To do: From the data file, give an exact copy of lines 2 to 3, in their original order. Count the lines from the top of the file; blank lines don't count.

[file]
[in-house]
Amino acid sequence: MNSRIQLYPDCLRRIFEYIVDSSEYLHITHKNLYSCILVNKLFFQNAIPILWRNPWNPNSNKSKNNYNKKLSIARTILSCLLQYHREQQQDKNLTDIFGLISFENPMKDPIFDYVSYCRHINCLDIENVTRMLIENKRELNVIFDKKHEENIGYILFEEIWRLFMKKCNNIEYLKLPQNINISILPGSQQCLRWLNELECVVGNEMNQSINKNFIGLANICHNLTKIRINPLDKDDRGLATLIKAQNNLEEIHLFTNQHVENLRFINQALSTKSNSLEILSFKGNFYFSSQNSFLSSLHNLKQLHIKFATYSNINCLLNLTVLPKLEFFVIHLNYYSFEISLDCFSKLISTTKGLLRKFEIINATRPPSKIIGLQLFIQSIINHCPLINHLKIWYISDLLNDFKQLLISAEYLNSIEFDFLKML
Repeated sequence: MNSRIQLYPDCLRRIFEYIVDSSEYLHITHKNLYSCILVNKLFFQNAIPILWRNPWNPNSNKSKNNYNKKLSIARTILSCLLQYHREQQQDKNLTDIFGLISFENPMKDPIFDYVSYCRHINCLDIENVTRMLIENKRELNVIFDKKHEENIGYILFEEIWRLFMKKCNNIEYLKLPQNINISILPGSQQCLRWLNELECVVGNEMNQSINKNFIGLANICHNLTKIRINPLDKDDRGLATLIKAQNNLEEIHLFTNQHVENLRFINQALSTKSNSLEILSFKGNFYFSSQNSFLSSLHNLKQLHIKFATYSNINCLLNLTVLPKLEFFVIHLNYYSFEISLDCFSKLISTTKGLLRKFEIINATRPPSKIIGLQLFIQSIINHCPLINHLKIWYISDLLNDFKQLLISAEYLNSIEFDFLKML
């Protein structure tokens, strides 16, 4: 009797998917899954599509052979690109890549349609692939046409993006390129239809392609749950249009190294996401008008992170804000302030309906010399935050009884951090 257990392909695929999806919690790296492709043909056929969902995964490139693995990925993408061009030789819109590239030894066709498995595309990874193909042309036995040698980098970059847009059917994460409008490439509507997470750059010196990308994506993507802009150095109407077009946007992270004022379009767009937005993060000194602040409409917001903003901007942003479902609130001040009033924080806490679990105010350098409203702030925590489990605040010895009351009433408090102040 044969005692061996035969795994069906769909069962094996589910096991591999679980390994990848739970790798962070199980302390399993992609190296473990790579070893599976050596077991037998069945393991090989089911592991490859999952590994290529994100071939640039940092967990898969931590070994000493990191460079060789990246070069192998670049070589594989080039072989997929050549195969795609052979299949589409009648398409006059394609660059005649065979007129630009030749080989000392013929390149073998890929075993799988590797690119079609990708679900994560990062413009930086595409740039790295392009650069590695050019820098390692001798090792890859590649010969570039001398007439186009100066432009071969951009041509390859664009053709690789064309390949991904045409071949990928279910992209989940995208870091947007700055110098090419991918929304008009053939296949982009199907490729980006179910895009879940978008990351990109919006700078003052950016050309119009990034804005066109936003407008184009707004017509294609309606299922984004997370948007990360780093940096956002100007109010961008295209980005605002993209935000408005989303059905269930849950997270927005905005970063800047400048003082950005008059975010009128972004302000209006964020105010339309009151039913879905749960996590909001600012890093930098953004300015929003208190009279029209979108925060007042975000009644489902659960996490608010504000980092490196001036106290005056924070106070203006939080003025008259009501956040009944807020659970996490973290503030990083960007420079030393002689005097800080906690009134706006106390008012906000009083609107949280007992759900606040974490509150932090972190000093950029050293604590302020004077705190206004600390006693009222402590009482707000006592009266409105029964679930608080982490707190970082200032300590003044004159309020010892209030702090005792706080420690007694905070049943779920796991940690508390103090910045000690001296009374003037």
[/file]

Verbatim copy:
Amino acid sequence: MNSRIQLYPDCLRRIFEYIVDSSEYLHITHKNLYSCILVNKLFFQNAIPILWRNPWNPNSNKSKNNYNKKLSIARTILSCLLQYHREQQQDKNLTDIFGLISFENPMKDPIFDYVSYCRHINCLDIENVTRMLIENKRELNVIFDKKHEENIGYILFEEIWRLFMKKCNNIEYLKLPQNINISILPGSQQCLRWLNELECVVGNEMNQSINKNFIGLANICHNLTKIRINPLDKDDRGLATLIKAQNNLEEIHLFTNQHVENLRFINQALSTKSNSLEILSFKGNFYFSSQNSFLSSLHNLKQLHIKFATYSNINCLLNLTVLPKLEFFVIHLNYYSFEISLDCFSKLISTTKGLLRKFEIINATRPPSKIIGLQLFIQSIINHCPLINHLKIWYISDLLNDFKQLLISAEYLNSIEFDFLKML
Repeated sequence: MNSRIQLYPDCLRRIFEYIVDSSEYLHITHKNLYSCILVNKLFFQNAIPILWRNPWNPNSNKSKNNYNKKLSIARTILSCLLQYHREQQQDKNLTDIFGLISFENPMKDPIFDYVSYCRHINCLDIENVTRMLIENKRELNVIFDKKHEENIGYILFEEIWRLFMKKCNNIEYLKLPQNINISILPGSQQCLRWLNELECVVGNEMNQSINKNFIGLANICHNLTKIRINPLDKDDRGLATLIKAQNNLEEIHLFTNQHVENLRFINQALSTKSNSLEILSFKGNFYFSSQNSFLSSLHNLKQLHIKFATYSNINCLLNLTVLPKLEFFVIHLNYYSFEISLDCFSKLISTTKGLLRKFEIINATRPPSKIIGLQLFIQSIINHCPLINHLKIWYISDLLNDFKQLLISAEYLNSIEFDFLKML